John Quincy Adams (1767-1848) was the sixth president of the United States. A brilliant statesman and outstanding secretary of state, he played a major role in formulating the basic principles of American foreign policy.
Born in Braintree (now Quincy), Mass. on July 11, 1767, John Quincy Adams was the eldest son of John and Abigail Smith Adams. In 1779, at the age of 12, he accompanied his father to Europe. Precocious and brilliant—at 14 he accompanied Francis Dana, the American minister, to Russia as a French translator—he served as his father's secretary during the peace negotiations in Paris. Except for brief periods of formal education, he studied under his father's direction. When he entered Harvard in 1785, he was proficient in Greek, Latin, French, Dutch, and German.
After his graduation Adams studied law and began to practice in Boston in 1790. More interested in politics than the law, he made a name for himself with political essays supporting the politics of President George Washington. Those signed "Publicola" (his answer to Thomas Paine's Rights of Man) were so competent that they were ascribed to his father, who was then vice president.
In 1793 Washington appointed young Adams minister to the Netherlands. From this vantage point he supplied the government with a steady flow of information on European affairs. Sent to London in connection with Jay's Treaty, he met Louisa Catherine Johnson, the daughter of the American consul, and married her on July 26, 1797. Although it was not a love match, the marriage was a happy one marked by deep mutual affection. In 1797 Adams became minister to Prussia, concluding a commercial treaty incorporating the neutral-rights provisions of Jay's Treaty.
On his return to the United States in 1801, Adams was elected to the Massachusetts Senate. Two years later he became a U.S. senator. Nominally a Federalist, he pursued an independent course. He was the only Federalist senator from New England to vote for the Louisiana Purchase. The Massachusetts Federalists forced him to resign in 1808 because they were angered by his support of Jefferson's commercial warfare against Great Britain and his presence at a Republican presidential nominating caucus.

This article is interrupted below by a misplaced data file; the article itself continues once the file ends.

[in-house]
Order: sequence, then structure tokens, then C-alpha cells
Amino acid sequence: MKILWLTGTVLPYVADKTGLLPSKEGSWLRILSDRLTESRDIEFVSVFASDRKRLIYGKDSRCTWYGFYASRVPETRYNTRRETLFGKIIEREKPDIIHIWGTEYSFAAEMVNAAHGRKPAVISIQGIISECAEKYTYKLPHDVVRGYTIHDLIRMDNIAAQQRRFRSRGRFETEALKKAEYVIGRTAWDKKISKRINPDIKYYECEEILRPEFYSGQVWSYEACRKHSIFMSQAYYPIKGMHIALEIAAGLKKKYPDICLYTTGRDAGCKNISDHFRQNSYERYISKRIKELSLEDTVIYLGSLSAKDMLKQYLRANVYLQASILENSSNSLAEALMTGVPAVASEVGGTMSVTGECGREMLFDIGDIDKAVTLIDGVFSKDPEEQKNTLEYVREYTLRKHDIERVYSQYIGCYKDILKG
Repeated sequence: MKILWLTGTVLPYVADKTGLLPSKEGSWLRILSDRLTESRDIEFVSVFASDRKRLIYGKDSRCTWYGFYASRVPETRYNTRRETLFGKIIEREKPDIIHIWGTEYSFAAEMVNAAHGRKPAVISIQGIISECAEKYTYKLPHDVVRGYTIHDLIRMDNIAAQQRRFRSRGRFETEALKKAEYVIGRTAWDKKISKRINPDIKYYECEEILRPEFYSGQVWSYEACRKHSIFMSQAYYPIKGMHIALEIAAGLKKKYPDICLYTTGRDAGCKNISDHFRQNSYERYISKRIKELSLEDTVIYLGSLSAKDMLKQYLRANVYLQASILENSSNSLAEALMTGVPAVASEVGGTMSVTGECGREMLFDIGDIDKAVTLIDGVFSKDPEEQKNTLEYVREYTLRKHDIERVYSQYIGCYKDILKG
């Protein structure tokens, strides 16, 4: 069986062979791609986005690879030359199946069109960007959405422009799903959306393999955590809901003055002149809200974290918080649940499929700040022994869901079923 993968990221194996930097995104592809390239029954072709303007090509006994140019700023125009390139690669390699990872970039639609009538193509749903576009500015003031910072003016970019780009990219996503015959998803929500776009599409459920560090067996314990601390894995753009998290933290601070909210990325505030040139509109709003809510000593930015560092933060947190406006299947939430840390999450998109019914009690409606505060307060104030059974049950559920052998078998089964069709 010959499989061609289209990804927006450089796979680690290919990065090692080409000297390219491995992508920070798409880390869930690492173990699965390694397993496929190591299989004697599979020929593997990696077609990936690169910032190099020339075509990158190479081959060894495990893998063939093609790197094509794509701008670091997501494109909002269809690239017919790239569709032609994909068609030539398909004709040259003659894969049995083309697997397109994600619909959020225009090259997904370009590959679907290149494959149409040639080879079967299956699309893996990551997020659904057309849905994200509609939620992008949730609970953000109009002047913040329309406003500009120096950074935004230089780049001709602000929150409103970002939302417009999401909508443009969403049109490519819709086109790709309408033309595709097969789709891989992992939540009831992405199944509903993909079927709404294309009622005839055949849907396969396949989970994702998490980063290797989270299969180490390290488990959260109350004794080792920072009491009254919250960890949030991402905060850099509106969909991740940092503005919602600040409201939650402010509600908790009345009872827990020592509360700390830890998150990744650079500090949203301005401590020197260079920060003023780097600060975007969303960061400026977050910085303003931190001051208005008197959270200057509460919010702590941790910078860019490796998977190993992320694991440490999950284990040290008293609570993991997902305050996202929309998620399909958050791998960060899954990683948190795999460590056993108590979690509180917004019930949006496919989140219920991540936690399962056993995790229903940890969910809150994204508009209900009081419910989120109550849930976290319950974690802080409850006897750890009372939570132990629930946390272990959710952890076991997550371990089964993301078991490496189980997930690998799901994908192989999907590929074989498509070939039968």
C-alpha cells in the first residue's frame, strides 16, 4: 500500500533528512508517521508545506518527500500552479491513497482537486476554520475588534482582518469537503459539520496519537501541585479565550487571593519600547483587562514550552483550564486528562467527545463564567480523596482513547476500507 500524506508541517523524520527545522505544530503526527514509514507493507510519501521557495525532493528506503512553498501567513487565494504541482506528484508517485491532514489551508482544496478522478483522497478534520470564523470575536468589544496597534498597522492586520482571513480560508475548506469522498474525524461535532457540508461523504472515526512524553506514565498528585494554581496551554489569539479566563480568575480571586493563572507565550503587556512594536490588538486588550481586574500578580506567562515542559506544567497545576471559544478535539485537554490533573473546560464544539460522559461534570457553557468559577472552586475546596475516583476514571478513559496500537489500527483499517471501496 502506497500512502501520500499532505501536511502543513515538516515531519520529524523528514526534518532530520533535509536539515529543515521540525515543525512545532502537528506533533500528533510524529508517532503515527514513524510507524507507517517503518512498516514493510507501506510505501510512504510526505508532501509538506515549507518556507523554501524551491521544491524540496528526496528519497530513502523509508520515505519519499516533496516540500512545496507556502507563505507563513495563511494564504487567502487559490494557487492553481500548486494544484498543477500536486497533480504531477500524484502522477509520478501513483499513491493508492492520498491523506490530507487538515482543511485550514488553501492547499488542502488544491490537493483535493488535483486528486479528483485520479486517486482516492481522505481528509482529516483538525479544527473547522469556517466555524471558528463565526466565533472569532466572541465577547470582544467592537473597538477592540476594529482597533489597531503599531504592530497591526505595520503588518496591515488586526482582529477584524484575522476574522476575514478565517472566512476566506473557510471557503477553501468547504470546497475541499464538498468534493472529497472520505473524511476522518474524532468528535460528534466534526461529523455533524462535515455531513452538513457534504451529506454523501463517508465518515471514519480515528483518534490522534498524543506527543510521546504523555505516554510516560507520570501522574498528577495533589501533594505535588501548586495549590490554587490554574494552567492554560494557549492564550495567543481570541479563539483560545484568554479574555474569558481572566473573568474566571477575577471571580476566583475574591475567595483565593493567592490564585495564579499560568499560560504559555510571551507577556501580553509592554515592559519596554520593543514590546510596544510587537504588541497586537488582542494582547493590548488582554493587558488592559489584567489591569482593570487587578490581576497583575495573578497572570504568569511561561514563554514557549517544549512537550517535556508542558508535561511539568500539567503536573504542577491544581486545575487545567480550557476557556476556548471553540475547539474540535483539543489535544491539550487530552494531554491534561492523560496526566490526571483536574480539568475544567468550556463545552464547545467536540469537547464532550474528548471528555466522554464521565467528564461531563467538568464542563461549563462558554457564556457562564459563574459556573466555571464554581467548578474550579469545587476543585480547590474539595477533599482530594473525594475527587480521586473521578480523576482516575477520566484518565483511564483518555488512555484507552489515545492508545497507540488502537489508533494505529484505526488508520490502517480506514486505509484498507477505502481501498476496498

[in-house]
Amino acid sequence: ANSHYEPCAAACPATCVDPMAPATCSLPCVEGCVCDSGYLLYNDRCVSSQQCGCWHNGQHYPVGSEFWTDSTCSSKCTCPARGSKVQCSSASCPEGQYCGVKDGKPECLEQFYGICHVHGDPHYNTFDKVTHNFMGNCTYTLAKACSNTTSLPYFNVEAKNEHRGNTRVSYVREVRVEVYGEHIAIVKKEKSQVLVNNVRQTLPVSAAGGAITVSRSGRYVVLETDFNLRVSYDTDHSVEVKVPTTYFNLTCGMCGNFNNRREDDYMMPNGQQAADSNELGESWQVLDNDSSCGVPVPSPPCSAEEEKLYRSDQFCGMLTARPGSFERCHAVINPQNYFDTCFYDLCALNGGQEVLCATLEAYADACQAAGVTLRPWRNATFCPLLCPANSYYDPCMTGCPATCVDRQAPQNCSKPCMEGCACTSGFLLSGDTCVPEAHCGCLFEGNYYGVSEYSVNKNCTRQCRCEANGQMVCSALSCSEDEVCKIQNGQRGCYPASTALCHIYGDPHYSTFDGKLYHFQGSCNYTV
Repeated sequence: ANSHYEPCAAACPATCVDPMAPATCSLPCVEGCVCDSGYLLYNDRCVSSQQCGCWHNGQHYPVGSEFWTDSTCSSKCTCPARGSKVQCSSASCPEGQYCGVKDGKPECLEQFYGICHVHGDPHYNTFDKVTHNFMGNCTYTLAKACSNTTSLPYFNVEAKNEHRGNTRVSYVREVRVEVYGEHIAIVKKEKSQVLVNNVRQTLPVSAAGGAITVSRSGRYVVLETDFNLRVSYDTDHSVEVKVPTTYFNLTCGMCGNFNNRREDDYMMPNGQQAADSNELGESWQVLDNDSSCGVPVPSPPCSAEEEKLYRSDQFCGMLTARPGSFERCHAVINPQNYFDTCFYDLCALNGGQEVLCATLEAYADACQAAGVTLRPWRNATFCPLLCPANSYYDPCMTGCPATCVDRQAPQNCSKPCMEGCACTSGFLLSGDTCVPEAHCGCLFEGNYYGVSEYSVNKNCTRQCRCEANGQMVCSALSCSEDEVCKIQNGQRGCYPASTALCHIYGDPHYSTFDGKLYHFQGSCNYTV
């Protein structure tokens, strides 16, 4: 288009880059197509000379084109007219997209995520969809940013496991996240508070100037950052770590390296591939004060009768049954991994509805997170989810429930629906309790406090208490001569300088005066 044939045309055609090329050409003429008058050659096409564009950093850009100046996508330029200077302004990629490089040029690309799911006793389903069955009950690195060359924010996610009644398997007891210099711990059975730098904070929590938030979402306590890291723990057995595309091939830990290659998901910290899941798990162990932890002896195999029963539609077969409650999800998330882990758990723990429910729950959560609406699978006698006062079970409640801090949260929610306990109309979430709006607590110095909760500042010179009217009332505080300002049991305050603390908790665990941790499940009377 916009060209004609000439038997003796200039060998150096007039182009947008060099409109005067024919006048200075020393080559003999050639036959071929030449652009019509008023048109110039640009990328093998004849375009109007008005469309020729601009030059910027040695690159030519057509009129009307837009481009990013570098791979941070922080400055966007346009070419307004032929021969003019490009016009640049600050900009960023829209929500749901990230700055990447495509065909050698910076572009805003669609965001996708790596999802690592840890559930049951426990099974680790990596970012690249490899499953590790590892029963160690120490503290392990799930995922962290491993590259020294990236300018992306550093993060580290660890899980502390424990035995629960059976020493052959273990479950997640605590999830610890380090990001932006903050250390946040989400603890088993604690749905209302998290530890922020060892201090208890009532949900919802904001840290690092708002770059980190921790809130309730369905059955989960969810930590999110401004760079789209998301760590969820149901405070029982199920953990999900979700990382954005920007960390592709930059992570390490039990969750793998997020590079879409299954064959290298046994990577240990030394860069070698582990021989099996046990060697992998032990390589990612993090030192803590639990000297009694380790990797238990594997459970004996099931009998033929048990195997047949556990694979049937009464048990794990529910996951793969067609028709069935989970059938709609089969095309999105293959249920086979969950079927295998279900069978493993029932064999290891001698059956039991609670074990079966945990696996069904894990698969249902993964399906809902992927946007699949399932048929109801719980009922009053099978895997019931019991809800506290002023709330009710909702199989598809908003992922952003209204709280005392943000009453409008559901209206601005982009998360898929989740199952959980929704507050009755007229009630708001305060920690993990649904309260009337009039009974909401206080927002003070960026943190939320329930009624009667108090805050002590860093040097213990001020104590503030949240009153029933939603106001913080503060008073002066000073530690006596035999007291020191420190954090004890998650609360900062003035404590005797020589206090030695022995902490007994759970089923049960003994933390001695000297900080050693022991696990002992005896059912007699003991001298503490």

Adams severed his connections with the Federalists and in 1809 accepted an appointment from Republican president James Madison as minister to Russia. He did much to encourage Czar Alexander's friendly disposition toward the United States. It was partly due to Adams's encouragement that Russia made an offer to mediate between Great Britain and the United States, which led to direct peace negotiations to end the War of 1812. As a member of the peace commission at Ghent, Adams and his colleagues (Henry Clay, Albert Gallatin, James A. Bayard, and Jonathan Russell) found the British commissioners so intransigent that they were obliged to conclude a treaty short of American expectations. In 1815, as minister to great Britain, Adams worked to lessen the tension between the two nations by welcoming Lord Castlereagh's friendly overtures.
In March 1817 President James Monroe appointed Adams secretary of state. Adams, who was then 50, was not a prepossessing figure. He was short, plump, and bald; his best feature was his penetrating black eyes. Inclined to be irascible, and very much aware of his own intellectual powers, he disciplined himself to conceal his impatience. "I am," he wrote in his diary, "a man of reserved, cold, austere, and forbidding manners…"Hewasillat ease in large gatherings, but in intimate circles he could be an entertaining companion. Imposing rigid moral standards on himself, he was inclined to judge others harshly. He had an almost Puritan sense of duty and a passion for work, which kept him at his desk for long hours not only in connection with official duties but in the scholarly researches that gave him so much pleasure. Every day he found time to make lengthy entries in his diary, which constitutes one of the most revealing sources for the political events of his era. His wife, witty and gracious, somewhat compensated for her husband's social shortcomings; Louisa Adams's weekly evening parties were among the most popular in the capital.